Cruisin' for a deal
When playing the role of ignorant tourist, it helps to be in the habit of setting off for unfamiliar destinations with no plan upon arrival.
My expedition into bargain cruise ship travel and its effects on port communities gets off to an uneconomic start shortly after arriving at Orlando's airport at 11 p.m., about 40 hours before the scheduled departure of a $299, three-day Caribbean voyage. Those hours offer opportunities to splurge on cultural marvels such as Walt Disney World, space center tours and family buffet restaurants, but my "who-needs-plans" attitude eats the most Florida funds.
"Contrary to what most people think, cruisers sailing from Port Canaveral do have a choice of things to see and do before (or after) departure other than visiting the nearby Orlando theme parks," an August 2004 article at CruiseMates.com notes. Studies show passengers spend $13 million a year on lodging, restaurants, entertainment, transportation and shopping in the area.
I imagined a port that deals with thousands of passengers daily would be packed with cheap motels, 24-hour fast food and other staples of freeway culture. Not only am I wrong, but recent hurricanes meant the most important sign at motels are not "vacancy," but "open."
The port itself has no obvious lodging and, driving a few disoriented miles past it, the first signs of late night life are seen in Cocoa Beach, a coastal town about six miles long and a few blocks wide. I pay a gut-wrenching $149 a night for an admittedly impressive waterfront suite at one of the few available lodges. That means two nights cost as much as my initial cruise fare. I increasingly realize this isn't going to be a cheap trip.
Smarter travelers can find rooms in nearby non-waterfront towns for one-half to one-third as much.
While checking in I notice a bulletin board announcement about a rocket launch early that afternoon at the Kennedy Space Center about 20 miles away. I learn from the clerk the space center fee is $35, but that I'll get a comparable view from my room or the beach. OK, there's some savings, plus maybe the parking fee, gas, a $5 coffee at a Starbucks with Internet access ... such is my thinking all day.
The media touts the NASA mission as a chance to study the makeup of comets and possible origins of the solar system by taking a first-ever subsurface look.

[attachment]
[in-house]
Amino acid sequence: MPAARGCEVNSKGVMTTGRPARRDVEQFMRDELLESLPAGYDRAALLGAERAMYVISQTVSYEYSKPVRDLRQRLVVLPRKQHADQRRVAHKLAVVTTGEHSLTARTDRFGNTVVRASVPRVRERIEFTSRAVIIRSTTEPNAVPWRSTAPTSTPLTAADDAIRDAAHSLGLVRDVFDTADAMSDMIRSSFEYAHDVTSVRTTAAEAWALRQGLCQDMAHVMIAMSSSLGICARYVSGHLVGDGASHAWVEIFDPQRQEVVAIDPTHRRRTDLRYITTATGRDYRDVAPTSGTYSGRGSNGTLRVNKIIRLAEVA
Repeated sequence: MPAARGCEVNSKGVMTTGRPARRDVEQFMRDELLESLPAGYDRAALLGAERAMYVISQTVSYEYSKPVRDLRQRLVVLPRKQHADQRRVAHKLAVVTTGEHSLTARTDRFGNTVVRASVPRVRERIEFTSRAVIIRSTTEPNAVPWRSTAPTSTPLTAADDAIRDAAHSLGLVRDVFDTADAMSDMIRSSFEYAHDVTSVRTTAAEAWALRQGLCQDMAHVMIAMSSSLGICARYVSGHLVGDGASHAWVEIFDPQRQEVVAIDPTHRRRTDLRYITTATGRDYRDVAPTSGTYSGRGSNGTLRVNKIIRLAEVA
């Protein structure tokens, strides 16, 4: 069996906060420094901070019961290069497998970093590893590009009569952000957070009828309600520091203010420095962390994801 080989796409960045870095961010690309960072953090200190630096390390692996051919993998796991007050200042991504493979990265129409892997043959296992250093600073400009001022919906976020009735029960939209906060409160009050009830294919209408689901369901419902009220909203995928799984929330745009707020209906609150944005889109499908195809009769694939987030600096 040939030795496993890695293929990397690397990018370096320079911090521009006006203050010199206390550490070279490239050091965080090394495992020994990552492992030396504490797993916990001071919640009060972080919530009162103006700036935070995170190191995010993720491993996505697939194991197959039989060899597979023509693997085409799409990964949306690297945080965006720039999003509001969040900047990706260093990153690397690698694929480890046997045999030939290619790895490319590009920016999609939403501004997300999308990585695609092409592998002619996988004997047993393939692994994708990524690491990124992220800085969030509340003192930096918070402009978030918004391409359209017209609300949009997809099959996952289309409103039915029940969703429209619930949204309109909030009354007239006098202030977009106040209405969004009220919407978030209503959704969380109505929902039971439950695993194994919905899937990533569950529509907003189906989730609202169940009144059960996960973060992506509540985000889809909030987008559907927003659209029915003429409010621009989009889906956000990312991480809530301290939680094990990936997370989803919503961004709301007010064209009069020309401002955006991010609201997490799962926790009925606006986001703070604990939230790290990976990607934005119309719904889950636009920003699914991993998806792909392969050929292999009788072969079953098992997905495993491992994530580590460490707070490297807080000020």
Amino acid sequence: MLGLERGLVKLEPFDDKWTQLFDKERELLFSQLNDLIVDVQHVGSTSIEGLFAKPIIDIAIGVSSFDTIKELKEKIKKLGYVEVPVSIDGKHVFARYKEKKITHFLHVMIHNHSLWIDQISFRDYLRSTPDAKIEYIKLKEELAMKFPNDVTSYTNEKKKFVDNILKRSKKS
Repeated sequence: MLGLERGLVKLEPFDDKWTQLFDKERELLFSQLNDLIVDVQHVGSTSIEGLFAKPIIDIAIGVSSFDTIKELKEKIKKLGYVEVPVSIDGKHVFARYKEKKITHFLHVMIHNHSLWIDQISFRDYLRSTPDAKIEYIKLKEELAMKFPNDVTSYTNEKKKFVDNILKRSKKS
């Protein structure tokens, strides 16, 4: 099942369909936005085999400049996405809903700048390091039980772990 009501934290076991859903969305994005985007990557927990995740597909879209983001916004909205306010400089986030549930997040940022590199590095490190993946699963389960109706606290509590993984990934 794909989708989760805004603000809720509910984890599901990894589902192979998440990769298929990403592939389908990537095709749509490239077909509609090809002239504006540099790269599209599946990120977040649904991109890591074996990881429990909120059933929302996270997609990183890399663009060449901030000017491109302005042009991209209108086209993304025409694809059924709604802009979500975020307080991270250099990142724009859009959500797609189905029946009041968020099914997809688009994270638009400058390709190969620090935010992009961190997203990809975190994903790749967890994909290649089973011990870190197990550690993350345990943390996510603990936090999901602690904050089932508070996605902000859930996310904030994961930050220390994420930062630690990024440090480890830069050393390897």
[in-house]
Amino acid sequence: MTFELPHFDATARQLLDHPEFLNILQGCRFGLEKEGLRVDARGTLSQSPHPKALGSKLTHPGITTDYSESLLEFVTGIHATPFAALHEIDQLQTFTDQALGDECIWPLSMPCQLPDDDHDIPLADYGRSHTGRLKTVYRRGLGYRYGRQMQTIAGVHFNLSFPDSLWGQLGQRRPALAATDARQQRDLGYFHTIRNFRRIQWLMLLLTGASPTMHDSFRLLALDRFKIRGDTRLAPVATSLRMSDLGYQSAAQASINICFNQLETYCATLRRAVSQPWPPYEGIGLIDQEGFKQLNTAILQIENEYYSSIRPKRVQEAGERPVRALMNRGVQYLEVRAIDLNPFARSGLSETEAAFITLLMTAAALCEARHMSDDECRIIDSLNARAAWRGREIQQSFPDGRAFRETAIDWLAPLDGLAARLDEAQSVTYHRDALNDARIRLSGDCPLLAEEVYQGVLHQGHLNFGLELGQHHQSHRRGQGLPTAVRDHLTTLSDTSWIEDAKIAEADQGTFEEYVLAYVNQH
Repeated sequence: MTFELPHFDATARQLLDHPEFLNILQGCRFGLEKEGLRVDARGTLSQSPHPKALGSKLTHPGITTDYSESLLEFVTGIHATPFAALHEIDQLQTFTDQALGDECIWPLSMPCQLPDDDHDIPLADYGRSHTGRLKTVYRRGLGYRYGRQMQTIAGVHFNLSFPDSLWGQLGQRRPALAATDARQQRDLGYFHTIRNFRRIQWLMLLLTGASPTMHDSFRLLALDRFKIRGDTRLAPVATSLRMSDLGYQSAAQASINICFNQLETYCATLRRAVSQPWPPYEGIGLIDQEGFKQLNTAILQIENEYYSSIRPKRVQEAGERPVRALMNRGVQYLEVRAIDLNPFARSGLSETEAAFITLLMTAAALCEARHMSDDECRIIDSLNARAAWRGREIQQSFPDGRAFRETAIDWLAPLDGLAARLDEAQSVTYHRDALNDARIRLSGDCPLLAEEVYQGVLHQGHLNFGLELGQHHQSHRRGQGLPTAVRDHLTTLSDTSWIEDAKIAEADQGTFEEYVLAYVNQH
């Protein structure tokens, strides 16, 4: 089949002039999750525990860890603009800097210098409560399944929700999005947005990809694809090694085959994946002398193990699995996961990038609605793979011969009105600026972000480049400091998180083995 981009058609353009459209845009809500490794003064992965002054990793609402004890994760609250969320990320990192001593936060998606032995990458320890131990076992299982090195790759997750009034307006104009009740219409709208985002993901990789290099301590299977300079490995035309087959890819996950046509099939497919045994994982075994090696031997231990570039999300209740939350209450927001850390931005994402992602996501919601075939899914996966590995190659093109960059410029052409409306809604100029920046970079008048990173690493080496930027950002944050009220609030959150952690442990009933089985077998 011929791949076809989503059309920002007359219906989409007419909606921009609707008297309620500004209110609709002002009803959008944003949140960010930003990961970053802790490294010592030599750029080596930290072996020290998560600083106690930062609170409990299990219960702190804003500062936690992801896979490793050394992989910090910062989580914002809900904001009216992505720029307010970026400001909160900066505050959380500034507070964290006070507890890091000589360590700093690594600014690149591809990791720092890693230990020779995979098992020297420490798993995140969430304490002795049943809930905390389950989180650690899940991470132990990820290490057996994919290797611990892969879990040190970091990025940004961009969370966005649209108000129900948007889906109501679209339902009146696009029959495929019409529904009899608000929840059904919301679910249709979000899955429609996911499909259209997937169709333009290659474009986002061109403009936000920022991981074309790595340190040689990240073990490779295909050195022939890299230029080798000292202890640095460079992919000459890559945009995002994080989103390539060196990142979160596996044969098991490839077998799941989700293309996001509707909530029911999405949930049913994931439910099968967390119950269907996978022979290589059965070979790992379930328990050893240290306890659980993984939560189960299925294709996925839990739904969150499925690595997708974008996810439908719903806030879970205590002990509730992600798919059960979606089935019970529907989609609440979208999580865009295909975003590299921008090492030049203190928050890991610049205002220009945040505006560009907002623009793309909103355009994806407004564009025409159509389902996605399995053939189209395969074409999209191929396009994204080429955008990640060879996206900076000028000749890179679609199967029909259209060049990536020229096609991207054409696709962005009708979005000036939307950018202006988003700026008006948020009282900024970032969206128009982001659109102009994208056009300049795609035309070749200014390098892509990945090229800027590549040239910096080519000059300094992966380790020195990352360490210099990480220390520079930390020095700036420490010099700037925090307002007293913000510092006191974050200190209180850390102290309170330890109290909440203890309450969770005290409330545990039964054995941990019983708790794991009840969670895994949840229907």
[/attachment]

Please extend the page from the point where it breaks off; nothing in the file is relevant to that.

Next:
"This feat, if the space agency can pull it off," notes an editorial in the South Florida Sun-Sentinel, "could prove the U.S. space program isn't drifting aimlessly, as some critics contend."
The sparse morning crowd at the beach swells to several hundred shortly before the scheduled 1 p.m. rocket launch, with a few scattered people wearing Walkman-like radios providing updates about minor delays. The reward for maybe 45 minutes of waiting is a bright ooh- and aah-inducing flash, followed several seconds later by a loud boom and perhaps a minute of watching the rocket as it leaves a massive contrail.
The remainder of the afternoon is a futile quest to find a thrift store selling a sports coat able to pass muster on the Fantasy's formal night. The closest thing I find is a pawn shop where Kirk, the store's manager, says he actually sees a lot of cruise ship passengers.
"They buy a lot of jewelry" he says, noting it's cheaper than in the Bahamas.
Passengers are a large part of the local economy and occasionally an item of political discussion, Kirk said. A scan of local newspapers and other media reveals some concern in recent years about increasing visitor crowds and limiting growth, but the debate pales in comparison to the one in Alaska.
I bypass the Perky Puppy Bakery, Fairvilla adult megastore and casino ships to see how everyday businesses are faring from visitors. Grocery stores do a brisk business in snacks and soft drinks; Walgreens is popular for medicine and suntan lotion. Restaurants seem geared more to informal and value-oriented than gourmet dining, and there's a fair number of relocation and land investment companies hoping to attract the long-term interest of tourists.